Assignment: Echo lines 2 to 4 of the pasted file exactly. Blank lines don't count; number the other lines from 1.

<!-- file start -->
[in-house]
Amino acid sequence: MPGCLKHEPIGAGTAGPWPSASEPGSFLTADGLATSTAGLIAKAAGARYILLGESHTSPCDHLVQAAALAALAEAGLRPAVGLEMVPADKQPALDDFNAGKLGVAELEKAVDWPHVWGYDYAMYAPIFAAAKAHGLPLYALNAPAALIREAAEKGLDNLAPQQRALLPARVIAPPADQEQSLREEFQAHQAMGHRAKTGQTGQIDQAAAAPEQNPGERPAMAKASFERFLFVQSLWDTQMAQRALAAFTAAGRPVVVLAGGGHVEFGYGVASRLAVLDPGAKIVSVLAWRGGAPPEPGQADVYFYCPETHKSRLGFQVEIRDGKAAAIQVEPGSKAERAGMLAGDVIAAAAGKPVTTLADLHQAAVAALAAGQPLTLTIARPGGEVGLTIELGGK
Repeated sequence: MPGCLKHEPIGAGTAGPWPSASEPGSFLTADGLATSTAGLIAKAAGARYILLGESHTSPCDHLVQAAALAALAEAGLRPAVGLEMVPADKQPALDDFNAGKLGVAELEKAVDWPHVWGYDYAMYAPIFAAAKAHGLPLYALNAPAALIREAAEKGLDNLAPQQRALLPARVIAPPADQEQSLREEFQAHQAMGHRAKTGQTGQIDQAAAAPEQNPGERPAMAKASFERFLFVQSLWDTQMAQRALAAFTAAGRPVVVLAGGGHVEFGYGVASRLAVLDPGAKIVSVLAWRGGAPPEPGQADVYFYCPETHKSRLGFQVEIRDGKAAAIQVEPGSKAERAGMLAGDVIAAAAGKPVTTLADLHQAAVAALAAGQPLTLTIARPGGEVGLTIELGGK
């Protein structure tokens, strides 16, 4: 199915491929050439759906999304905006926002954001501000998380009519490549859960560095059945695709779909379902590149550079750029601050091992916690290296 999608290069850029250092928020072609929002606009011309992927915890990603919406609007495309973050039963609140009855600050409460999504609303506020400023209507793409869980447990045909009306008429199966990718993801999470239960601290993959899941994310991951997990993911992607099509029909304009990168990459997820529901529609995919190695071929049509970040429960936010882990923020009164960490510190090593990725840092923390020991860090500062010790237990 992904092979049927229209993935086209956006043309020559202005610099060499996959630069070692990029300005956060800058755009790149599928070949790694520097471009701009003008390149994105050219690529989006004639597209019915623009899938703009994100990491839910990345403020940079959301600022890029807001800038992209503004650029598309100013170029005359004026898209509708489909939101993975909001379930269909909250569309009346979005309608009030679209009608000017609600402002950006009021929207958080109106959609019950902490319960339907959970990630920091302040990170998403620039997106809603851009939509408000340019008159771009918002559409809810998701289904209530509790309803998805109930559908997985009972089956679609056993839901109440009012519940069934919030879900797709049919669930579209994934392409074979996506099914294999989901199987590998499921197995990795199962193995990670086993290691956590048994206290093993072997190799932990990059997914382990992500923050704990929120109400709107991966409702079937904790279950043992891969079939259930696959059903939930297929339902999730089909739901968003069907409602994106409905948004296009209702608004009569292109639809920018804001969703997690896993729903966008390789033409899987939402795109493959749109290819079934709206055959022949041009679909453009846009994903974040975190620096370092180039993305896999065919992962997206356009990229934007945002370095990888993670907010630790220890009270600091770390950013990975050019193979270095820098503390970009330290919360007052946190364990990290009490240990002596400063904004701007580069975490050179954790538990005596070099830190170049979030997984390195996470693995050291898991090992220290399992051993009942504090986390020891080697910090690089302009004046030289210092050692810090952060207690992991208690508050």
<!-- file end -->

Amino acid sequence: MPGCLKHEPIGAGTAGPWPSASEPGSFLTADGLATSTAGLIAKAAGARYILLGESHTSPCDHLVQAAALAALAEAGLRPAVGLEMVPADKQPALDDFNAGKLGVAELEKAVDWPHVWGYDYAMYAPIFAAAKAHGLPLYALNAPAALIREAAEKGLDNLAPQQRALLPARVIAPPADQEQSLREEFQAHQAMGHRAKTGQTGQIDQAAAAPEQNPGERPAMAKASFERFLFVQSLWDTQMAQRALAAFTAAGRPVVVLAGGGHVEFGYGVASRLAVLDPGAKIVSVLAWRGGAPPEPGQADVYFYCPETHKSRLGFQVEIRDGKAAAIQVEPGSKAERAGMLAGDVIAAAAGKPVTTLADLHQAAVAALAAGQPLTLTIARPGGEVGLTIELGGK
Repeated sequence: MPGCLKHEPIGAGTAGPWPSASEPGSFLTADGLATSTAGLIAKAAGARYILLGESHTSPCDHLVQAAALAALAEAGLRPAVGLEMVPADKQPALDDFNAGKLGVAELEKAVDWPHVWGYDYAMYAPIFAAAKAHGLPLYALNAPAALIREAAEKGLDNLAPQQRALLPARVIAPPADQEQSLREEFQAHQAMGHRAKTGQTGQIDQAAAAPEQNPGERPAMAKASFERFLFVQSLWDTQMAQRALAAFTAAGRPVVVLAGGGHVEFGYGVASRLAVLDPGAKIVSVLAWRGGAPPEPGQADVYFYCPETHKSRLGFQVEIRDGKAAAIQVEPGSKAERAGMLAGDVIAAAAGKPVTTLADLHQAAVAALAAGQPLTLTIARPGGEVGLTIELGGK
């Protein structure tokens, strides 16, 4: 199915491929050439759906999304905006926002954001501000998380009519490549859960560095059945695709779909379902590149550079750029601050091992916690290296 999608290069850029250092928020072609929002606009011309992927915890990603919406609007495309973050039963609140009855600050409460999504609303506020400023209507793409869980447990045909009306008429199966990718993801999470239960601290993959899941994310991951997990993911992607099509029909304009990168990459997820529901529609995919190695071929049509970040429960936010882990923020009164960490510190090593990725840092923390020991860090500062010790237990 992904092979049927229209993935086209956006043309020559202005610099060499996959630069070692990029300005956060800058755009790149599928070949790694520097471009701009003008390149994105050219690529989006004639597209019915623009899938703009994100990491839910990345403020940079959301600022890029807001800038992209503004650029598309100013170029005359004026898209509708489909939101993975909001379930269909909250569309009346979005309608009030679209009608000017609600402002950006009021929207958080109106959609019950902490319960339907959970990630920091302040990170998403620039997106809603851009939509408000340019008159771009918002559409809810998701289904209530509790309803998805109930559908997985009972089956679609056993839901109440009012519940069934919030879900797709049919669930579209994934392409074979996506099914294999989901199987590998499921197995990795199962193995990670086993290691956590048994206290093993072997190799932990990059997914382990992500923050704990929120109400709107991966409702079937904790279950043992891969079939259930696959059903939930297929339902999730089909739901968003069907409602994106409905948004296009209702608004009569292109639809920018804001969703997690896993729903966008390789033409899987939402795109493959749109290819079934709206055959022949041009679909453009846009994903974040975190620096370092180039993305896999065919992962997206356009990229934007945002370095990888993670907010630790220890009270600091770390950013990975050019193979270095820098503390970009330290919360007052946190364990990290009490240990002596400063904004701007580069975490050179954790538990005596070099830190170049979030997984390195996470693995050291898991090992220290399992051993009942504090986390020891080697910090690089302009004046030289210092050692810090952060207690992991208690508050």